Modified Forms.—This normal form of government of hostile occupation is frequently modified to fit some special policy of the home government of the occupant. The character of these modifications is usually determined by the occupying government's intentions as to the ultimate disposition of the seized territory. If annexation be contemplated the course of action is usually designed to ween the inhabitants from their former allegiance and allay hostile feeling toward the conqueror. In such a case, the endeavor is made to relax the harsher measures of military government as soon as possible. Thus, in New Mexico in 1846, a so-called civil government was instituted within one month of the entry of the United States forces into the capital of the territory. A civilian governor and several civilian administrative and judicial officials were appointed by the government at Washington and promptly assumed their duties. Needless to state, the government was civil in name only for its authority rested solely upon the presence of superior military power within the territory. It was in fact a government of hostile occupation administered by civilian officials.

Another modification of the normal government of hostile occupation is exemplified by the appointment of civilian "military" governors over Tennessee, South Carolina, and Louisiana during the War of the Rebellion. These appointees were given military rank and authorized to exercise the powers, duties, and functions of the office of military governor, including the power to establish ali necessary offices and tribunals. Here, as in the case of New Mexico mentioned above, the authority of the military governor rested solely upon the presence of superior military power to enforce his decrees.

The institution of civil government over occupied territory is an anomaly. Likewise, the organization of a military government which is designed to function as a separate mechanism but which depends for its authority on the military forces present within the territory, and which must of necessity subordinate its powers to the demands of the military situation, results in a confusion of duties and responsibilities. As a matter of fact, the civilian and quasi military governments mentioned, with their array of subordinate officials, principally civilian, complicate matters in districts at a period when the undisputed military sway is of the utmost importance. As long as hostile territory is the base for, or may become the theatre of, military operations, the establishment of such separate military governments would seem to be inexpedient.

In connection with the variation of form which the government establishes over occupied enemy territory, it may be observed that it is immaterial whether the government be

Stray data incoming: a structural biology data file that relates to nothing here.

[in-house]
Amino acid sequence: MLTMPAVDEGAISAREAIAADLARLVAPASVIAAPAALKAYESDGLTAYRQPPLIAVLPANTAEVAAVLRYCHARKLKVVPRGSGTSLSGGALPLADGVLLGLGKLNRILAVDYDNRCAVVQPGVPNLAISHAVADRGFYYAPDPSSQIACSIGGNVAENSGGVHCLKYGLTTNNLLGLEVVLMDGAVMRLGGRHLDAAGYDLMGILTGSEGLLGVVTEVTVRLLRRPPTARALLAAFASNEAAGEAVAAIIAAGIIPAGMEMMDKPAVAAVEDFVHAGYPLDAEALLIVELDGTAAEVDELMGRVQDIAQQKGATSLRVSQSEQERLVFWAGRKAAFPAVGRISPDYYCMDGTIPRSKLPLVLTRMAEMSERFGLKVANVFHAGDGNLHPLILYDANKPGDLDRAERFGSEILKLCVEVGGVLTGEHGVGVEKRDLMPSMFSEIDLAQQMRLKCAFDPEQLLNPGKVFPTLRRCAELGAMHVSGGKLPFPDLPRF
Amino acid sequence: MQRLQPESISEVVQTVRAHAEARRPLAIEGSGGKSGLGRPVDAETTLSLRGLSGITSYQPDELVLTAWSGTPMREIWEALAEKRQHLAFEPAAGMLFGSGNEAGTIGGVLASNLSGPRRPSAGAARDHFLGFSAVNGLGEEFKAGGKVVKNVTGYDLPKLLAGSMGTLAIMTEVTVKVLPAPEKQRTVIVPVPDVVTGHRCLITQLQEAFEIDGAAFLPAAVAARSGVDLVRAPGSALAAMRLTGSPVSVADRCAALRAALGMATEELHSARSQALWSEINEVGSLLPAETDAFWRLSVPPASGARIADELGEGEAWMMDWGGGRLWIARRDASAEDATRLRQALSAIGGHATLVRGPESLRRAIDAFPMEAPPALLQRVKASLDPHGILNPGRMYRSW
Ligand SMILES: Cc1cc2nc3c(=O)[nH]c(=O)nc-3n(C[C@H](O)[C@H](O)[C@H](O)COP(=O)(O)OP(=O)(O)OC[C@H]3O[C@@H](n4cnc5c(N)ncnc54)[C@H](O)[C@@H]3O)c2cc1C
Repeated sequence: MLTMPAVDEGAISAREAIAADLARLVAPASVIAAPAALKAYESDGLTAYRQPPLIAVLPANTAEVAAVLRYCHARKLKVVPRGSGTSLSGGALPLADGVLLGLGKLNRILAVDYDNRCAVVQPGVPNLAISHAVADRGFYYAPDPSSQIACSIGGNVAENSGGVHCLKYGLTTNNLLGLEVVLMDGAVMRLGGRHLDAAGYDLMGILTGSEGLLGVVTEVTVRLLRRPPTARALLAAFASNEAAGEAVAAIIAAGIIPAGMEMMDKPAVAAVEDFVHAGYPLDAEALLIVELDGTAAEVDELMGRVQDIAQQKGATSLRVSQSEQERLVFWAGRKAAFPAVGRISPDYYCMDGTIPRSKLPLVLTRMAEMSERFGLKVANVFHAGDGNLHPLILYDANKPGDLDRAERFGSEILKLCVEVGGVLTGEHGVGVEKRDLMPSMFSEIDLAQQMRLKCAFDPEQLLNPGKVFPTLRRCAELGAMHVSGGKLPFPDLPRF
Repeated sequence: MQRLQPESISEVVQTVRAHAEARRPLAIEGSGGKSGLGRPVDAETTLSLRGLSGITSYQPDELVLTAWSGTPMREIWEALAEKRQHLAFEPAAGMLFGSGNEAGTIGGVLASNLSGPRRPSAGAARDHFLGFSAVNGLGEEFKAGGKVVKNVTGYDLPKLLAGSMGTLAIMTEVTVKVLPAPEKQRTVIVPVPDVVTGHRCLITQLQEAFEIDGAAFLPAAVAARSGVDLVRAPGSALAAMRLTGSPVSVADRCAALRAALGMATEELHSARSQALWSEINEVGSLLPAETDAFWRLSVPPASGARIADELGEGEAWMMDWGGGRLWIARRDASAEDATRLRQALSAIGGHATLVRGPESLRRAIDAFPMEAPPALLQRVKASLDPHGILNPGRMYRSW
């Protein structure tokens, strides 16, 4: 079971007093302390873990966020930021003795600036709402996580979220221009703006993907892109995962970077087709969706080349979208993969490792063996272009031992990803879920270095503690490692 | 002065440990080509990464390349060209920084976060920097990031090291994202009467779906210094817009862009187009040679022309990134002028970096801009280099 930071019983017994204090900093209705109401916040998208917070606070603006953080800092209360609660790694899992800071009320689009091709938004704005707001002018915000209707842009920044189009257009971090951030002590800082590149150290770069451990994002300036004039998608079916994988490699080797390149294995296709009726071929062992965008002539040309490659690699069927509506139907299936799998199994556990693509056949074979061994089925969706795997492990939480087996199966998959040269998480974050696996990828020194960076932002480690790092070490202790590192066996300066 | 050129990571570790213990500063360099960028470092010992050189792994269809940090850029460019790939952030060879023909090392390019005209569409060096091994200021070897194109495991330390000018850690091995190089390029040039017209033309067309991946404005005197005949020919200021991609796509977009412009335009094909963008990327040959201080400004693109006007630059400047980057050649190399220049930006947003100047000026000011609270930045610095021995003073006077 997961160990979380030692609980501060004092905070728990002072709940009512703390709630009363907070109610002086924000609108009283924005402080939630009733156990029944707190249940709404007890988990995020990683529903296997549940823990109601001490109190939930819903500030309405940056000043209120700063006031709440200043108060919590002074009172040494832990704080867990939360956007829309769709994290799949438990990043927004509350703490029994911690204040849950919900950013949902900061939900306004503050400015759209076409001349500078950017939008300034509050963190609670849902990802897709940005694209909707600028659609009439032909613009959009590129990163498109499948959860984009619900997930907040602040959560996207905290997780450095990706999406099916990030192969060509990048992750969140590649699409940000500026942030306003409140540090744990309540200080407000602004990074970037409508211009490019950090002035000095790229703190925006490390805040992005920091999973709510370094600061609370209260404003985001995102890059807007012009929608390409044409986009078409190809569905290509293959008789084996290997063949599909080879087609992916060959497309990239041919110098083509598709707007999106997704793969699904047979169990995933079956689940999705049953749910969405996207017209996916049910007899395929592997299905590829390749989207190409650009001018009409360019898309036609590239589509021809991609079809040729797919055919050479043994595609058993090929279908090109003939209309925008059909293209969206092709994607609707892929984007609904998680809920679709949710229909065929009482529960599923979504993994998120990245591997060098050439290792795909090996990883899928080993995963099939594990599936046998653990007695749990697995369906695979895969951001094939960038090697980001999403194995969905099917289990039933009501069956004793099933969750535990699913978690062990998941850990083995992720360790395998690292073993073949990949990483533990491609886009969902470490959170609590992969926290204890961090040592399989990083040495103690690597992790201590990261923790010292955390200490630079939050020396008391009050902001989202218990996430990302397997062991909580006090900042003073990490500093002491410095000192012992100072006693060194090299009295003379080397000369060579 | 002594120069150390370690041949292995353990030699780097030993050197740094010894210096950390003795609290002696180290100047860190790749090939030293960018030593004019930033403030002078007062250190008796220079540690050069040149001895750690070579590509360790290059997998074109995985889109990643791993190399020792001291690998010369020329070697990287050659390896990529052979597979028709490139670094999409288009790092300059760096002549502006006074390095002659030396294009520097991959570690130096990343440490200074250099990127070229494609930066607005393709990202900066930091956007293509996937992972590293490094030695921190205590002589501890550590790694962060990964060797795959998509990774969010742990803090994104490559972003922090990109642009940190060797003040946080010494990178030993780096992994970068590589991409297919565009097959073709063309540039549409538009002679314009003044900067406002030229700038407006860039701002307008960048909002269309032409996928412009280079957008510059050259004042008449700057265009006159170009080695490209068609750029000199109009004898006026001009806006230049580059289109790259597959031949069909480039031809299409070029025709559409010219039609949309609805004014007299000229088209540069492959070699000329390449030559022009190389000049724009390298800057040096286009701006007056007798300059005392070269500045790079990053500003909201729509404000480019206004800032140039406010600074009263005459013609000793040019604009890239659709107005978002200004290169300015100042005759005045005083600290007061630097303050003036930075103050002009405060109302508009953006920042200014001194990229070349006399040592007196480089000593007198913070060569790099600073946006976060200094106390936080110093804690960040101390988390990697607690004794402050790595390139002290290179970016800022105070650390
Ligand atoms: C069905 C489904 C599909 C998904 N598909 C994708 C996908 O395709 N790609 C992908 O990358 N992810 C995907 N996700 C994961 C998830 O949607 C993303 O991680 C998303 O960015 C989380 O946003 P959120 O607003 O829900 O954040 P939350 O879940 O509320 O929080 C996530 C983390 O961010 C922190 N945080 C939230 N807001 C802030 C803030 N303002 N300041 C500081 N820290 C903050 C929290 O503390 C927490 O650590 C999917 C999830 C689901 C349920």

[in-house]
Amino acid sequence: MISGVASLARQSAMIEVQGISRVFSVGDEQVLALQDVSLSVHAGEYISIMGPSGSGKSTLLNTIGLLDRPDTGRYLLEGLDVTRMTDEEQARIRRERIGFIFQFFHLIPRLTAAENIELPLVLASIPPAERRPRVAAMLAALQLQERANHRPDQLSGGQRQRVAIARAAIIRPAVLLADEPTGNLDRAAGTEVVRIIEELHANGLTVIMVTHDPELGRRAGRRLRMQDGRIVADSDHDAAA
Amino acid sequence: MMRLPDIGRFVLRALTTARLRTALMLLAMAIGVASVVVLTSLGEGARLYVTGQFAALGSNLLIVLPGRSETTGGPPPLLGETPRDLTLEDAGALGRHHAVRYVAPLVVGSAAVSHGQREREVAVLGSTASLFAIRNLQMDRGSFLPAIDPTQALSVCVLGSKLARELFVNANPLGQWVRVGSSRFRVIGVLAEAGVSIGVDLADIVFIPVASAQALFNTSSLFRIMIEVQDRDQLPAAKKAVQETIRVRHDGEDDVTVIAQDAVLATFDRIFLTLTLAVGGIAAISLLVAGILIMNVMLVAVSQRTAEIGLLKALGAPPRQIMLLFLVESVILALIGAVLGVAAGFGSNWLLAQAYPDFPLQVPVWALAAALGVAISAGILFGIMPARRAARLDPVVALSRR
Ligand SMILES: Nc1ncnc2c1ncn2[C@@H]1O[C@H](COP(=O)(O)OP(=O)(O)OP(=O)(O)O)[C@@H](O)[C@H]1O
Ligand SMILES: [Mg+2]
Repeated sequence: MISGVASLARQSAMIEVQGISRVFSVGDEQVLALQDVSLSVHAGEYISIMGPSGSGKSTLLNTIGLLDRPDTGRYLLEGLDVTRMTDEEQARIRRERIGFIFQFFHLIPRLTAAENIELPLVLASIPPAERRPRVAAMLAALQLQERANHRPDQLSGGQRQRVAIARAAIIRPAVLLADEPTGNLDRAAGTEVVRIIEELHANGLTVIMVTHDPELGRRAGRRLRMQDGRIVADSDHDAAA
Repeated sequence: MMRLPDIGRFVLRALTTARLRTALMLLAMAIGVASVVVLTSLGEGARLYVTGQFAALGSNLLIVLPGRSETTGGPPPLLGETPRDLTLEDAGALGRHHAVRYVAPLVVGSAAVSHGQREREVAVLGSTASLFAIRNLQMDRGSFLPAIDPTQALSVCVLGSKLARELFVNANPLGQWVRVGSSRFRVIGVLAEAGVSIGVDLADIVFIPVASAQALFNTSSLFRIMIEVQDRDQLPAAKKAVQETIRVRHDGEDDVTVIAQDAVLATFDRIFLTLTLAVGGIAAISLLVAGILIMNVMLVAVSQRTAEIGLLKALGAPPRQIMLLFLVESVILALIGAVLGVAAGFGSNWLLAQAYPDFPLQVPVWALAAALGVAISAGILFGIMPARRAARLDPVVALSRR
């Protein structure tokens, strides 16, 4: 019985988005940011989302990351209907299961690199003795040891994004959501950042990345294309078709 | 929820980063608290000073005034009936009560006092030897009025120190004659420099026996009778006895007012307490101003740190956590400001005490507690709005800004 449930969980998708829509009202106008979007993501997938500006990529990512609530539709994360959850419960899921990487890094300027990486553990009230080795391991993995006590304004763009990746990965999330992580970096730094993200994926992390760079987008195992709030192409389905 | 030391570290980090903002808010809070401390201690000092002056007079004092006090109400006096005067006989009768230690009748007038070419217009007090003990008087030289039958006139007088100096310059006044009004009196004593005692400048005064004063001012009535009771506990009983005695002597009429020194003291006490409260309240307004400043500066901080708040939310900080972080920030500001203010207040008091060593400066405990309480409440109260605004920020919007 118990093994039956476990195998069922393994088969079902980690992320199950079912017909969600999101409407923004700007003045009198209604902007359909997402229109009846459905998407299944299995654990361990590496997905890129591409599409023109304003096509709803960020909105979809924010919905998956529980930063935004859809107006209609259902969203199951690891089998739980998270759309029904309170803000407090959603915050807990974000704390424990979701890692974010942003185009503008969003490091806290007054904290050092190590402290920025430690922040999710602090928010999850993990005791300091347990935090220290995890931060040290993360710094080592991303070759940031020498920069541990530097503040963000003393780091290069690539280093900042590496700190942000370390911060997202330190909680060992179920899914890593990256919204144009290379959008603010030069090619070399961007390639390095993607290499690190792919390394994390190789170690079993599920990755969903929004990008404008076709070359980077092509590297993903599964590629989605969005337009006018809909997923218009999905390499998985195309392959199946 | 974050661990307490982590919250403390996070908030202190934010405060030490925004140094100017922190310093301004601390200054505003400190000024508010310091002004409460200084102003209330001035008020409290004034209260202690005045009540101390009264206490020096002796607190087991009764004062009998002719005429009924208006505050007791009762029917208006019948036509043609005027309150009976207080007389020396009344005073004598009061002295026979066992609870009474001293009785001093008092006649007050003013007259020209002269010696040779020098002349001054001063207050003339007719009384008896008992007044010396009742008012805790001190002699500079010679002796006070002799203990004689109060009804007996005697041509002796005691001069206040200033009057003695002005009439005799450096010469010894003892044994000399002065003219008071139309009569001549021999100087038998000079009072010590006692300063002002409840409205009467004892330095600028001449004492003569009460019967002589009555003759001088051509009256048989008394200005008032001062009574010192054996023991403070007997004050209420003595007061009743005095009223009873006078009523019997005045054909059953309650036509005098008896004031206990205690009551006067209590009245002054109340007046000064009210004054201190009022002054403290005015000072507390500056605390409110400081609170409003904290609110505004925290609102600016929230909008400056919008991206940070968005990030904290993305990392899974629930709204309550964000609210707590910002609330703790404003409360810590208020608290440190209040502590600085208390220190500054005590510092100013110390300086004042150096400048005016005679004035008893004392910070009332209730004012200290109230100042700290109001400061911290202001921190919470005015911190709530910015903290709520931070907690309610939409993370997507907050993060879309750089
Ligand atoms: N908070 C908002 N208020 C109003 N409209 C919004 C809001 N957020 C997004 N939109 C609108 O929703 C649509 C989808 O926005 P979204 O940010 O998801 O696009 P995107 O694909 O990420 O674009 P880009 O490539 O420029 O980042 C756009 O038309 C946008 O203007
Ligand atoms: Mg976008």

called civil or military. Its character is the same in either case and the source of its authority is the same. It is a government of force and the legality of its acts is based upon the laws of war.

Officials.-Usually it is to the advantage of the occupant and to the best interests of the inhabitants of occupied territory that at least some of the civil officials of the former government remain in office to assist in the administration of the government of hostile occupation. This policy is particularly advisable in the case of municipal officials, including judges, magistrates, sanitary and police officers. Political officials such as governors, cabinet officers, members of legislative bodies, etc., are removed. Government employees in the railway, telegraph, and telephone services are usually replaced by soldiers of the army of occupation or nationals of the invading state, and such replacement may also extend to the more important officials of the postal service. In general, those officials of the former government are retained whose services will be useful to the military government. Those whose services are not required, and those officials, great and small, who are in a favorable position to injure the invader, are removed.

Officials of the former government who remain in office may be required to take an oath of temporary allegiance or temporary fidelity to the military government which has been established over the territory, and those who refuse to take such oath may be expelled. Such oath would ordinarily take the form of a pledge to perform the duties of the office conscientiously and without prejudice to the occupant. Such oath is not essential, however, for the officials who continue in office owe strict obedience to the occupant and can be punished under the law of war for acts hostile to his interests. The oath should not be insisted upon, especially when the form of the oath implies allegiance which pertains to sovereignty.

The salaries of civil officials of the former government who remain in office under the government of hostile occupation are paid from the public revenues of the invaded territory.